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Knight's Mechanical Encyclopedia (ed. Knight) 488 0 Browse Search
Cambridge History of American Literature: volume 3 (ed. Trent, William Peterfield, 1862-1939., Erskine, John, 1879-1951., Sherman, Stuart Pratt, 1881-1926., Van Doren, Carl, 1885-1950.) 8 0 Browse Search
Thomas Wentworth Higginson, Olde Cambridge 6 0 Browse Search
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Browsing named entities in Knight's Mechanical Encyclopedia (ed. Knight). You can also browse the collection for Early English or search for Early English in all documents.

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to a lathe-feed screw. Harrild's machine (English) consists of a sliding groove of some length,sed for pointing the Hawkins Everlasting pen (English). Miclon, of Paris, proposes a new alloy fs driven off by heat. In Mallet's process (English) for preserving iron from rust and ship's shengle-armed anchors may be mentioned Stuard's (English), which has a very short shank made in one pi anchor-tripper. Burton's anchor-tripper (English). The standing end of the cat-head stopper isthe Gothic style of architecture, known as Early English. A Laminated Arch is one made of succes. 800 to 1066; Anglo-Norman, 1066 to 1135; Early English or Pointed, 1135 to 1272; Pure Gothic, 127 any other. 1. Safes, lining for: W. Marr, English, 1834. Hyatt, several patents, United Statese. Keene and nickel's Atmospheric Railway (English) was designed to act by compressed air in a t-hole auger. Hancock's Square-hole Borer (English) was in operation about the same time in Lond[2 more...]
od without special explanation. a.Sabatier(English),1796. b.Blair(English),1802. c.Breck(EngliEnglish),1802. c.Breck(English),1807. d.SMITH1849. e.McCOMB,June 15,1856. f.broad,1850. g.Swett,Oct. 23,1866; reissued May English),1807. d.SMITH1849. e.McCOMB,June 15,1856. f.broad,1850. g.Swett,Oct. 23,1866; reissued May 7, ‘72. h.McCOMB,1850. i.Cook,March 2,1858. k.Brodie,March 22,1859. l.beard,Oct. 16,1866. for breaking the awn from the grain. (Prov. English.) A hummeling-machine. Barley-fork. ( inches in hight, and weighs 1,700,000 pounds English. Its weight is consequently nearly four timeonze color)161-1 1/4 Emerson's patent brass (English)168 Keller's statuary brass (Versailles)91.4of bond made use of in England and America, — English or old English, and Flemish, — the former, hoEnglish, and Flemish, — the former, however, being much more commonly employed than the latter. See bond. See Mason's and bricklayeber between the transoms of a gun-carriage. (English.) 7. (Horology.) A piece raised in the m in the other direction. Roberts's broach (English) has longitudinal cutters inserted in grooves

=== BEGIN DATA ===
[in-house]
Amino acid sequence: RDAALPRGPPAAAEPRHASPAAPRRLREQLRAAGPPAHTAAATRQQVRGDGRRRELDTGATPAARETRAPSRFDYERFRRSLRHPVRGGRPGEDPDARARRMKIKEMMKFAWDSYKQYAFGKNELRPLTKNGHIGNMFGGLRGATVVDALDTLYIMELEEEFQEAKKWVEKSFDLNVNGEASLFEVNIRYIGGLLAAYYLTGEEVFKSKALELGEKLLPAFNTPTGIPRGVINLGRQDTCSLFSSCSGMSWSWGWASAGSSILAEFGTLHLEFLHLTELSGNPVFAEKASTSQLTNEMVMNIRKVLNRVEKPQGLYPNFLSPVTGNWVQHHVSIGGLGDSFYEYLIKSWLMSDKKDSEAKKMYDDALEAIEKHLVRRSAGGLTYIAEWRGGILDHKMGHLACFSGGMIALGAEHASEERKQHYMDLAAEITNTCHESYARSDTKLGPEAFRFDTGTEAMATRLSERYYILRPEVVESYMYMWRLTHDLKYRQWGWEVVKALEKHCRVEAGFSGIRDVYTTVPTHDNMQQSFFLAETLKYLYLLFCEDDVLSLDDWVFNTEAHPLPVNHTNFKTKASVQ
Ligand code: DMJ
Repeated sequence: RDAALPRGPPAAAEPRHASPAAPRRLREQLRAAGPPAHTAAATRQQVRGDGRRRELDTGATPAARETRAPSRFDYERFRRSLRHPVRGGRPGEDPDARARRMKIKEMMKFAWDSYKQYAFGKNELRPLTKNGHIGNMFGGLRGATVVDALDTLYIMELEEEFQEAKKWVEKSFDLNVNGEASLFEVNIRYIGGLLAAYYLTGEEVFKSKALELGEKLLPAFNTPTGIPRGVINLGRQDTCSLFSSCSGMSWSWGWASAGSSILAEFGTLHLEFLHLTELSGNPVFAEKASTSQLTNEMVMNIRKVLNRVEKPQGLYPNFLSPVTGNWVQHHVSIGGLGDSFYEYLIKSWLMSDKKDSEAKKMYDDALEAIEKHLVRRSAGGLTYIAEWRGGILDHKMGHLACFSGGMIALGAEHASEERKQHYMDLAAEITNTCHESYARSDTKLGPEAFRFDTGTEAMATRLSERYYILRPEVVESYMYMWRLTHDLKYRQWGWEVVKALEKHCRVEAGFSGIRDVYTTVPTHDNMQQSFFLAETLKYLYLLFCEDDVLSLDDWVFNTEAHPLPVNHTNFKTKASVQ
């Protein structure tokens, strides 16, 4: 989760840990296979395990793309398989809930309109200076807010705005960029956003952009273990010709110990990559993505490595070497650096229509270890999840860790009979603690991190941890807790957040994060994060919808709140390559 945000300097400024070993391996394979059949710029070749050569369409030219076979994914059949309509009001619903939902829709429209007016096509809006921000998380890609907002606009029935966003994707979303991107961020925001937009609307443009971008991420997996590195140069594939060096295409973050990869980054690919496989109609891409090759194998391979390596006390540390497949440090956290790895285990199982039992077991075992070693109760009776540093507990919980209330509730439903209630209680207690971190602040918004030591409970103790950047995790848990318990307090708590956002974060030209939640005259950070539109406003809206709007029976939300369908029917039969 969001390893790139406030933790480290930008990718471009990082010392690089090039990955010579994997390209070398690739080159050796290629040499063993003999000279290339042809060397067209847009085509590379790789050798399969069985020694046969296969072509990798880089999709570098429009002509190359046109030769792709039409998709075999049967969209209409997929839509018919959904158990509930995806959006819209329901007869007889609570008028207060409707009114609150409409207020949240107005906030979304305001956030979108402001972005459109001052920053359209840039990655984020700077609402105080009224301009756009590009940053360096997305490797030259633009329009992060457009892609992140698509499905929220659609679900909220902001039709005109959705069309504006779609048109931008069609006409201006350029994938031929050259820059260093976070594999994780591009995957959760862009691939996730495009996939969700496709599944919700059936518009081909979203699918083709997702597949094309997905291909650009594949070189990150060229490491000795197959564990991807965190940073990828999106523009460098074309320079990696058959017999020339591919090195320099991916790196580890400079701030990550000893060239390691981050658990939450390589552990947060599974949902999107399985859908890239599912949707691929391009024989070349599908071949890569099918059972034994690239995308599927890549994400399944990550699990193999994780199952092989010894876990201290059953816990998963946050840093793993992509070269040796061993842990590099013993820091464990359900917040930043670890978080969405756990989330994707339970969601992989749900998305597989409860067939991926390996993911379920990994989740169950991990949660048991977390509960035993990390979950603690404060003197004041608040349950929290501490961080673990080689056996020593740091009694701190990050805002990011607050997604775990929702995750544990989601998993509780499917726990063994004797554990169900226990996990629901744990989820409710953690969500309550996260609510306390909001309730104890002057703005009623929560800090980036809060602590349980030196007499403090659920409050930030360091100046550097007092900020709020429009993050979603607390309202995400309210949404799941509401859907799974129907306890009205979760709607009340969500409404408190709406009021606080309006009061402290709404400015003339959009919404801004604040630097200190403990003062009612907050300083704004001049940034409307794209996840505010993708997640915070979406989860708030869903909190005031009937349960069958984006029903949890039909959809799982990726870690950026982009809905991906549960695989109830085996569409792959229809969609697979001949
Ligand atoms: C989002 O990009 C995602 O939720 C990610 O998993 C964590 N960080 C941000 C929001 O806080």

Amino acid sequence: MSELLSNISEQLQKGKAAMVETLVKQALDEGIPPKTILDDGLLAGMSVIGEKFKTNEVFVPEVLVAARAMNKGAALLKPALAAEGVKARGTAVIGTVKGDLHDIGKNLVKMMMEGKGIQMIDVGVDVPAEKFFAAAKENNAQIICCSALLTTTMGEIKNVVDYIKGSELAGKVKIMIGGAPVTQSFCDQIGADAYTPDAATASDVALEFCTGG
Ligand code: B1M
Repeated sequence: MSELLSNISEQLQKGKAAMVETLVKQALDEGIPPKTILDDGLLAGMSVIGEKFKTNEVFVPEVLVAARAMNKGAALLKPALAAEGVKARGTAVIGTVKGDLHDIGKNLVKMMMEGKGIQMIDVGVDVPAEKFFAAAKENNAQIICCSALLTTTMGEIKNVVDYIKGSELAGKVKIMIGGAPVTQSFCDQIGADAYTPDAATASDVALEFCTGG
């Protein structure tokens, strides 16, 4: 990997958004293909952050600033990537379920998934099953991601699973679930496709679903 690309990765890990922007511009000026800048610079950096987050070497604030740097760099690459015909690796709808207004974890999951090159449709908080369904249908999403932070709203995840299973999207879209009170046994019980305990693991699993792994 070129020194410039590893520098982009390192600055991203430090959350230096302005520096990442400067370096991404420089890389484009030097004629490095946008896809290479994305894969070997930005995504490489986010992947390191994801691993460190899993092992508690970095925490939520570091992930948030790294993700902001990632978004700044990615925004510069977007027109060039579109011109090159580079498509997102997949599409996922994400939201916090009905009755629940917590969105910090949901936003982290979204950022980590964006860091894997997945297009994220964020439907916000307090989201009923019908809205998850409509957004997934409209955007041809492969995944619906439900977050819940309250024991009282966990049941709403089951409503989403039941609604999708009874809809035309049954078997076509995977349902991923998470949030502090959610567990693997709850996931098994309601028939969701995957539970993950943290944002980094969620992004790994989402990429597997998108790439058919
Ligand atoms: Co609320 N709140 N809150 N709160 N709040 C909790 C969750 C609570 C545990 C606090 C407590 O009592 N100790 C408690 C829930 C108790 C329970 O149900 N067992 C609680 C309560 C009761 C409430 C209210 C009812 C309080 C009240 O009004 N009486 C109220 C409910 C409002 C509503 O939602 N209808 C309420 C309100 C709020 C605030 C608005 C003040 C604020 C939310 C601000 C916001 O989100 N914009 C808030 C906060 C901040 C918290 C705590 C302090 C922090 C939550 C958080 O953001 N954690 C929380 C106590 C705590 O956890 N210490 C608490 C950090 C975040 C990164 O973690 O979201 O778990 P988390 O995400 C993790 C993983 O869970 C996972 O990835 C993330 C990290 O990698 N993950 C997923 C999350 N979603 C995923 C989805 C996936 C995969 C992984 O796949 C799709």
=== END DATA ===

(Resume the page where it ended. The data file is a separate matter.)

chelette le Petite. j, Mallet's iron bomb (English). k, to s, English elongated iron projectiwing patents may be consulted: — Bessemer (English)1841Hodge1860 Hancock (English)1841Dwelley18English)1841Dwelley1865 Nasmyth (English)1839Davidson1860 Petit1840Marsh1864 Birch1840Virdin1859 Carr (English)1841WEnglish)1839Davidson1860 Petit1840Marsh1864 Birch1840Virdin1859 Carr (English)1841Wilcox1856 Walber1852De Bergues1868 Fuller1859Chatelier1868 Sickels1857Lee1868 Cuney1855Ambler18English)1841Wilcox1856 Walber1852De Bergues1868 Fuller1859Chatelier1868 Sickels1857Lee1868 Cuney1855Ambler1862 Goodale1865Branch1858 Peddle1867McCrone1865 Car-buf′fer. (Railway.) A fender between ) A leadsmelting furnace invented by Goundry (English), but first used in Spain. Its chief peculiaing-hammer. Chop′ness. A kind of spade (English). Chopper. An agricultural implement fon a plate with legs. Law's coffee-roaster (English) is a hollow sphere having a compound motion,— Pepys's Diary, Feb. 25, 1667. The alloy (English) of gold is silver and copper, and of silver, the purpose. Armstrong's hydraulic crane, English, 1854 (h, Fig. 1506), consists of one or more
has been tampered with. In Mitchell and Lawton's lock, English, 1815, the motion of the key throws out a number of wards,ny position of the piston. Bishopp's disk steam-engine (English), (C, Fig. 1666). The piston of this engine has the form o873, springs from a circular facede of piers 426 1/2 feet, English, in diameter; within which is a gallery covered with its one. Maudslay and Field's double-cylinder steam-engine (English) is a form of engine having two cylinders, each of half th undergoes a farther expansion. Such is the Allen engine (English), which has a large trunk-piston having two annular steam-ze of type double the hight of Pica. Great Primer. English. Pica. Small Pica. Doub′le-piled Fab′ric-loom. It was patented under the name of a drag-sheet, by Burnet (English) 1826. It is sometimes made, in an emergency, of spars laop, and 8 inches at the bottom. Fowler's draining-plow (English) was exhibited in 1850, and was peculiar in the respect th
ide for broadaxes, chisels, etc., which have but one basil.(Bouydell's patent, English.) 4. A burnisher for rubbing the edges of boot and shoe soles. See also edl carries it over the point of equal attractions. The Birmingham Company's (English) electromotor has four sets of fixed electro-magnets of the horseshoe form, twn. Warren and Blume's elevated railway M is on the principle of the Fisher (English) patent of 1825. The rails are supported upon inward projections at the spre; the fluid is injected into the arteries in a heated state. Dr. Morgan's (English, 1864) is 6 pounds common salt, 1 1/2 pounds nitrate potash, 1 1/2 pounds powe of type between Great Primer and Pica. Great Primer, 51 ems to a foot. English, 64 ems to a foot. Pica, 71 ems to a foot. En-graving. Engraving is vorghum-evaporators. A modification of this plan is the Cleland evaporator (English), in which the rotating device consists of a spiral coil of steam-pipe receivi